‘We have to move with the times’ - votes for 16 and 17 year olds backed in West Sussex

Members of the West Sussex Youth Cabinet celebrate county councillors backing votes for 16 and 17 year olds
Members of the West Sussex Youth Cabinet celebrate county councillors backing votes for 16 and 17 year olds

Opposition to 16 and 17-year-olds being given the vote has been compared to the resistance faced by women more than 100 years ago.

A lengthy discussion at County Hall in Chichester on Friday saw West Sussex councillors vote to support the idea and pledge to call on MPs and the government to do the same.

It was a close-run thing, though. Members were given free rein on how they voted, with 29 in favour, 24 against and two abstentions.

A Notice of Motion was written by the West Sussex Youth Cabinet as part of their Votes at 16 campaign and tabled by Dr James Walsh (Lib Dem, Littlehampton East).

Dr Walsh joked that because ‘we are all past our prime’, councillors should be planning for the next generations to succeed them.

Speaking about the women’s suffrage of the late 19th and early 20th centuries, he said: “There was a huge opposition to that at the time and, as with any changes to the voting system, or anything like that, there is always an entrenched conservative – with a small c – opposition, who think things tick along very well as they are.

“But we have to move with the times.”

The Notice of Motion pointed out that Scotland had lowered its voting age to 16 in 2015, while the Welsh Assembly is considering the change by 2021.

This was a point picked up by Michael Jones (Lab, Southgate & Gossops Green) who said: “How can any of us defend a situation where Welsh and Scottish 16 and 17-year-olds are deemed able to cast their vote but English counterparts aren’t?”

Speaking against the idea, Duncan Crow (Con, Tilgate & Furnace Green) suggested Scotland had only made the change ‘because polling had shown at the time that 16 and 17-year-olds were more likely to support Scottish independence’.

Pointing out the various legal protections in place for under 18s, he added: “If you believe in reducing the voting age, it is inconsistent not to believe in reducing the age of adulthood.

“These two things go together.”

Stating ‘if it ain’t broke don’t fix it’, Mr Crow wondered how many young people would include ‘voting in the West Sussex elections’ on their list of things to look forward to when they turned 18.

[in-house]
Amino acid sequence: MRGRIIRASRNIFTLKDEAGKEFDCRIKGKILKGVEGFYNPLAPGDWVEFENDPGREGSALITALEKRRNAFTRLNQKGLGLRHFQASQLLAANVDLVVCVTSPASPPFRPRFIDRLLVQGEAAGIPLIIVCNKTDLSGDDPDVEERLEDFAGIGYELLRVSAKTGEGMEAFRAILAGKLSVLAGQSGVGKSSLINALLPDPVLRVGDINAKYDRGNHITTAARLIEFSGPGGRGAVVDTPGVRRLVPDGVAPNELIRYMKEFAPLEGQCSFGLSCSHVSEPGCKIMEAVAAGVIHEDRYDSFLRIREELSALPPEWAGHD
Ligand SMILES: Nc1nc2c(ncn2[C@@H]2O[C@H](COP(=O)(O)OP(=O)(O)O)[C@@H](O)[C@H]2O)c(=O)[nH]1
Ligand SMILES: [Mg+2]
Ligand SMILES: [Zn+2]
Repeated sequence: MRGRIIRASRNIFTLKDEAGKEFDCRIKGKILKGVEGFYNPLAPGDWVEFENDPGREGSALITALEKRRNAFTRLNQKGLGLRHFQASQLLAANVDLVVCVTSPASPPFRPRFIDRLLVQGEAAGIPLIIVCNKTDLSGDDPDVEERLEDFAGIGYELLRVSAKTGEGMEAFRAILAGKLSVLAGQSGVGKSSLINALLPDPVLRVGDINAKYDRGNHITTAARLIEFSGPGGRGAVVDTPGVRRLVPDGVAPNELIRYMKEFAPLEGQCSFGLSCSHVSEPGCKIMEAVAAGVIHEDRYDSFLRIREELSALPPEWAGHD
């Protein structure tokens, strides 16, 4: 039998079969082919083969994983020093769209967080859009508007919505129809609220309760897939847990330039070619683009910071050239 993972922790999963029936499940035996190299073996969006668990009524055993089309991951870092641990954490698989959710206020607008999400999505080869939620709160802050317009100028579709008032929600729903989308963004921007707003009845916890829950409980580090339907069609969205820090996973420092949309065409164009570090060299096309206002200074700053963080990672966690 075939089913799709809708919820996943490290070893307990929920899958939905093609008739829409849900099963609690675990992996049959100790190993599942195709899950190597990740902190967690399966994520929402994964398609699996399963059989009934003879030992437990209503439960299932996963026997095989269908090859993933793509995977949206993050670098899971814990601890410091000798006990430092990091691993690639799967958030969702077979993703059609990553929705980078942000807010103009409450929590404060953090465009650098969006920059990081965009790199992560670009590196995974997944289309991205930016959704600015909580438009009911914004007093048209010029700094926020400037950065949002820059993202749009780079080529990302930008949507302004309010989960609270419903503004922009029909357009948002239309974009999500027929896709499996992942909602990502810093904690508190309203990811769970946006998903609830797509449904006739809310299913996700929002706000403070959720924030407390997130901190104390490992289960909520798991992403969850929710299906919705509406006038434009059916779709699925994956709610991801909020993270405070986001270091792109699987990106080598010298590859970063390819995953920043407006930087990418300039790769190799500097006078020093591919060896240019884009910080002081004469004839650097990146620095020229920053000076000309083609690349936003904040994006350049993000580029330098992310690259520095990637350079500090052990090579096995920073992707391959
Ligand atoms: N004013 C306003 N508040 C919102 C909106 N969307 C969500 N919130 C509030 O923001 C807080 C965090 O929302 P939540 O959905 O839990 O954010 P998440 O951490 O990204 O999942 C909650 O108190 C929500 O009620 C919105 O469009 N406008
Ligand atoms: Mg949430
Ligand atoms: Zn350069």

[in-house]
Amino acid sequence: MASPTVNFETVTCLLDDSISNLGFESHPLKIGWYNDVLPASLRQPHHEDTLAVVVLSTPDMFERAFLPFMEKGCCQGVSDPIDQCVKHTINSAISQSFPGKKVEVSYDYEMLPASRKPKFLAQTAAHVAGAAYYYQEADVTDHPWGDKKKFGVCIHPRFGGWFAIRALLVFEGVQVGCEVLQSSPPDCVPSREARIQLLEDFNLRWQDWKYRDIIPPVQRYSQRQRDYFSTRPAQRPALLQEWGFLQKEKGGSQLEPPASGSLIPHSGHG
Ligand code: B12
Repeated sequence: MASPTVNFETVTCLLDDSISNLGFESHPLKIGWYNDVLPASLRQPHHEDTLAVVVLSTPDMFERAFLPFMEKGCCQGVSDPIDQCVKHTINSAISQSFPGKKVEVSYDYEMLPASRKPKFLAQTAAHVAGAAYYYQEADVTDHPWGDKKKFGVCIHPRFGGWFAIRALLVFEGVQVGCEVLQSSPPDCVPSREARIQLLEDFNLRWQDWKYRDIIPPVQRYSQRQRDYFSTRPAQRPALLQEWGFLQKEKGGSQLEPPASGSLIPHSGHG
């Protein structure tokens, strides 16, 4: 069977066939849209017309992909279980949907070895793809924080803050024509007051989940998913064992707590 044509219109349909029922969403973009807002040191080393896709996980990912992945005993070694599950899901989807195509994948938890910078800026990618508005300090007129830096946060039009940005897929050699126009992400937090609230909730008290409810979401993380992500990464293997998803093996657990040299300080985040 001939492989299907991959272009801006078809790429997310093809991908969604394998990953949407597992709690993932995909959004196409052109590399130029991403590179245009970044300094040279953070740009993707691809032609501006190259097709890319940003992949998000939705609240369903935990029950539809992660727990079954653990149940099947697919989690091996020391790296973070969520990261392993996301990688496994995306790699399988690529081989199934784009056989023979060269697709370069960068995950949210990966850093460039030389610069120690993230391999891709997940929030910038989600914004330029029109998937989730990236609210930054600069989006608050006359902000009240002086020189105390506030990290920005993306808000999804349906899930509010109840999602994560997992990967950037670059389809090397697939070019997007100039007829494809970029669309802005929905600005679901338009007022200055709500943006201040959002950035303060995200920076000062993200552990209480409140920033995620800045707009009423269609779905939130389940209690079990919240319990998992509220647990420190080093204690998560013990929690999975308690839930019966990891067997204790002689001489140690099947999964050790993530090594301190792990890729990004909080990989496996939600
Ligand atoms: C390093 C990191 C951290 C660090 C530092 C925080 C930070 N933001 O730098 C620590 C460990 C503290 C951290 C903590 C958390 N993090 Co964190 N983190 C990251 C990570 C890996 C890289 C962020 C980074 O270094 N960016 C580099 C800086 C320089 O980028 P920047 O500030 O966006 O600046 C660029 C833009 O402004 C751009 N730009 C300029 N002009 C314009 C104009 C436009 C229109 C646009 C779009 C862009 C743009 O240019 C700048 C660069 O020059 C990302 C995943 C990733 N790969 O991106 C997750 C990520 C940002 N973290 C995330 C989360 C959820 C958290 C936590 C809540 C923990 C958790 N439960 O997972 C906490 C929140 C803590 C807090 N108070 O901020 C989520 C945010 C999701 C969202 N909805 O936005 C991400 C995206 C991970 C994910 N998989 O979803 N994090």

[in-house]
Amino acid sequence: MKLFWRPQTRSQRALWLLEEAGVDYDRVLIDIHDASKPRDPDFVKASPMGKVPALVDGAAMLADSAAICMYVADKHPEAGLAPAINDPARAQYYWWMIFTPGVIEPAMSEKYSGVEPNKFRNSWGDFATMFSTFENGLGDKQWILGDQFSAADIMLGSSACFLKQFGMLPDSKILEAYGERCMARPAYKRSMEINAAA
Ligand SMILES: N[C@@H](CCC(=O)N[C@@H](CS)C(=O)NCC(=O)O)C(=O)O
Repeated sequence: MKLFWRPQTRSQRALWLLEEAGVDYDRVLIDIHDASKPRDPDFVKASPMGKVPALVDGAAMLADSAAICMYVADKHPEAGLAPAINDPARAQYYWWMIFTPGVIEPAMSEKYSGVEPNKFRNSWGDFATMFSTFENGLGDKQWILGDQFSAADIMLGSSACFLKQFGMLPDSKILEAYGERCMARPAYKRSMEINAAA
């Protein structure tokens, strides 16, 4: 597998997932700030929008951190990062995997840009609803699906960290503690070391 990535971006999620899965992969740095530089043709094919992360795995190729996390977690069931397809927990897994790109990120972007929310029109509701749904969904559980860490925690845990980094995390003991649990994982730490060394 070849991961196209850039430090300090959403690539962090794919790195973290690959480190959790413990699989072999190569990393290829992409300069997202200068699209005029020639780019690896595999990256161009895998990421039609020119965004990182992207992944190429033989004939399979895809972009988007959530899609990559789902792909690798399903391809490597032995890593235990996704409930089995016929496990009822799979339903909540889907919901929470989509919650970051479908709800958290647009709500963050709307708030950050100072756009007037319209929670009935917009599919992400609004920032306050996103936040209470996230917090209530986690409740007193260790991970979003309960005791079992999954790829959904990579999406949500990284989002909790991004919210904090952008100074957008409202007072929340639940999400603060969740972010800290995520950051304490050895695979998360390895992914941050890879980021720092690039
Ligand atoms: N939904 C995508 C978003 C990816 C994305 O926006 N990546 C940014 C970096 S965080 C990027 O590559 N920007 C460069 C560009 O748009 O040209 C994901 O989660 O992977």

Amanda Jupp (Con, Billingshurst) disagreed, saying she could understand some of the ‘frustration’ felt by young people, particularly given the ongoing Brexit saga.

Mrs Jupp added: “I would claim that some people over the age of 18 probably don’t have much knowledge of politics or wish to engage.

“I don’t think it’s an age thing. I think it’s how young people are encouraged to become involved.”

While supporting the idea, Mrs Jupp pointed out that, until the government brought about a change in the law, there was nothing the county council could actually do.

Speaking after the meeting, Ellie Roberts, chairman of the Youth Cabinet, said: ““It’s so important that our Votes at 16 Campaign has been heard and supported by councillors, it shows that the voice of youth matters in West Sussex.

“At 16 we can get married or enter a civil partnership, serve in the armed forces, pay tax and make other key decisions but currently we don’t get a say on who runs our councils and government. We think that’s wrong and it’s great that senior councillors think the same.”

The topic generated a huge amount of discussion on the Observer’s Facebook pages.

Comments included ‘they have little life experience at that age’ and ‘they vote with their emotions rather than their heads’.

But one reader said: “Yes because it’s their future and they have the benefit of learning current politics at school so are probably better informed than most.”

Another commented: “They have the life experience of a 16 or 17 year old. We sometime forget what it is to be young and what’s important to them. Maybe politicians would pay them more attention if they had the vote.”

Some felt that politicians have ignored young people’s rights and futures for too long, while others suggested 16-year-olds are more idealistic and ‘are more likely to be swayed by candidates who promise the world’.

Another reader wrote: “Like every other person their knowledge and maturity will vary.”

Members of West Sussex Youth Cabinet are aged 11-18 and are elected by their peers to represent the voice of all young people in the county. To find out more about the Youth Cabinet visit the county council’s website